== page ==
Auntie Em learned to tell Dorothy that she was born
with ribbons in her hair. With trust, the ribbons
evolved like Darwin’s finches, grew like oaks
around her studs and hoops and veins.
“Someone had to do it.” One choked dusk, the dusk
of brown noise, the funnel shattered. Nutmeg ashes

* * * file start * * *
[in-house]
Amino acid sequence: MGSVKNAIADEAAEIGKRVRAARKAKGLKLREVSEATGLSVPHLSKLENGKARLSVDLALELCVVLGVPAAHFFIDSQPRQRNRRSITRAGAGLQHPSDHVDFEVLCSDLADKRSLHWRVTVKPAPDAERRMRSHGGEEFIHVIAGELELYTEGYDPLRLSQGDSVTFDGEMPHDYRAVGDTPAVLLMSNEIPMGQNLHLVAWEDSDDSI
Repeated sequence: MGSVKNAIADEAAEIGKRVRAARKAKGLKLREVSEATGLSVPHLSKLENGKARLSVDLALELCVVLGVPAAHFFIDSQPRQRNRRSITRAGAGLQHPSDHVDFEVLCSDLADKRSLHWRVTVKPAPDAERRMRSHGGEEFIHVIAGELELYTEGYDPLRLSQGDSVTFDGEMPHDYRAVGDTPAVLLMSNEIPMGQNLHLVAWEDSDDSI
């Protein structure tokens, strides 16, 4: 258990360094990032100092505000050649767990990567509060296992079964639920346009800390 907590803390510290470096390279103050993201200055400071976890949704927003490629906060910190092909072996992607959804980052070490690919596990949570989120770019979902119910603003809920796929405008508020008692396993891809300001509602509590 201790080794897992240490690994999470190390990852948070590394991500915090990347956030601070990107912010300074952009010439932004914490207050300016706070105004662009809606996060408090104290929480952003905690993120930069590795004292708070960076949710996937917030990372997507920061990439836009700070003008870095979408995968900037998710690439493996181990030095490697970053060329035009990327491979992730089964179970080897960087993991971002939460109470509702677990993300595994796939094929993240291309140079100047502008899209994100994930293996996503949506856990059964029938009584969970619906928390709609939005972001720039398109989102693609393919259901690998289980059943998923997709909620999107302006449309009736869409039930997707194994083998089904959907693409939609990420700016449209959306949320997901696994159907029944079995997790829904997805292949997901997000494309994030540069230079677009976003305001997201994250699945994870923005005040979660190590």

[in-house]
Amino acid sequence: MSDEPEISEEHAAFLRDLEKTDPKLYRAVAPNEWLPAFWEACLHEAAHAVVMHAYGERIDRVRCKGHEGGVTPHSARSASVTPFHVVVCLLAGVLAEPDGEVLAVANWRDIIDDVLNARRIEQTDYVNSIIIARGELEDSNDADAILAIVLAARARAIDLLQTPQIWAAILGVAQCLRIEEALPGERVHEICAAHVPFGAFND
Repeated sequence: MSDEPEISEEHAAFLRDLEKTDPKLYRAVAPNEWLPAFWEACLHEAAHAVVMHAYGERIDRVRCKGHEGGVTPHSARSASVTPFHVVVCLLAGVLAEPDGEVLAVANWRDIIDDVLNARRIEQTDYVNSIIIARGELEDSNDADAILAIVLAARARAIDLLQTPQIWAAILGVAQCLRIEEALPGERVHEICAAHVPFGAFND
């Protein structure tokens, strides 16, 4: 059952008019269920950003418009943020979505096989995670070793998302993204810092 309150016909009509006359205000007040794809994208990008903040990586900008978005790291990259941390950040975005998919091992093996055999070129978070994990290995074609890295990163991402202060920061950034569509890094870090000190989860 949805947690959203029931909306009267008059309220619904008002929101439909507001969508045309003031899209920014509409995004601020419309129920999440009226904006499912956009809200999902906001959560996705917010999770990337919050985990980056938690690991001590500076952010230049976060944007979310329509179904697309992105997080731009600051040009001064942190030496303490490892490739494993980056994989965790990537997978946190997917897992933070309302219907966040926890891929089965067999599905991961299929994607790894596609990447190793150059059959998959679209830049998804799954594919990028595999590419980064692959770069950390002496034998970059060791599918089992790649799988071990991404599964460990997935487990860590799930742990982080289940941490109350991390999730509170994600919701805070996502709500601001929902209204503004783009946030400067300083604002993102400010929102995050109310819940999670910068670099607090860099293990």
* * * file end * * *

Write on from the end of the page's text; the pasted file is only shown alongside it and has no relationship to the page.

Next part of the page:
shuffled her pigtails, sent her bows off
to sashay, denied her birthright.
Beyond: a car, a wheel, a leg that wasn’t hers
attached to a face with a scarecrow’s grin, chicken feed
cloth stretched across cheekbone stilts.
The leather did not crackle, but ached instead—too cowardly
a beast: a referee, locking doors
under quivering double knees.
“It was the red heels.” Auntie Em folded
the gingham dress into quiet squares.